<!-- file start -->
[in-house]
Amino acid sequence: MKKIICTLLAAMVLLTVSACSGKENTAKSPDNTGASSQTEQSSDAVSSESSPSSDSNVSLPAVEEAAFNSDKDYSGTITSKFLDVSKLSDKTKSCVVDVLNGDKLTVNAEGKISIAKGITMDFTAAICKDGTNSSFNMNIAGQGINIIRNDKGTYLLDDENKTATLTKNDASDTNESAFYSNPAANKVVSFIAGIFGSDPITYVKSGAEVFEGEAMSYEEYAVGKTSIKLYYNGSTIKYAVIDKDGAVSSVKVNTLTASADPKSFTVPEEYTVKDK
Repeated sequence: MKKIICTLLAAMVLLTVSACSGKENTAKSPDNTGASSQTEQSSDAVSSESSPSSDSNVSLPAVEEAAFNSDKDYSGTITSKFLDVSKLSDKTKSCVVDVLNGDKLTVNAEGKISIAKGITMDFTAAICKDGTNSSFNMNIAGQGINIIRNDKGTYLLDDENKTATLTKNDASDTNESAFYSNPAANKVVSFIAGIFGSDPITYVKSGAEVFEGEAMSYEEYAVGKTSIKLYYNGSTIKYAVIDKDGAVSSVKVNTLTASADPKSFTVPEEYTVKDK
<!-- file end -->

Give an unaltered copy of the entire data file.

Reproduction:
[in-house]
Amino acid sequence: MKKIICTLLAAMVLLTVSACSGKENTAKSPDNTGASSQTEQSSDAVSSESSPSSDSNVSLPAVEEAAFNSDKDYSGTITSKFLDVSKLSDKTKSCVVDVLNGDKLTVNAEGKISIAKGITMDFTAAICKDGTNSSFNMNIAGQGINIIRNDKGTYLLDDENKTATLTKNDASDTNESAFYSNPAANKVVSFIAGIFGSDPITYVKSGAEVFEGEAMSYEEYAVGKTSIKLYYNGSTIKYAVIDKDGAVSSVKVNTLTASADPKSFTVPEEYTVKDK
Repeated sequence: MKKIICTLLAAMVLLTVSACSGKENTAKSPDNTGASSQTEQSSDAVSSESSPSSDSNVSLPAVEEAAFNSDKDYSGTITSKFLDVSKLSDKTKSCVVDVLNGDKLTVNAEGKISIAKGITMDFTAAICKDGTNSSFNMNIAGQGINIIRNDKGTYLLDDENKTATLTKNDASDTNESAFYSNPAANKVVSFIAGIFGSDPITYVKSGAEVFEGEAMSYEEYAVGKTSIKLYYNGSTIKYAVIDKDGAVSSVKVNTLTASADPKSFTVPEEYTVKDK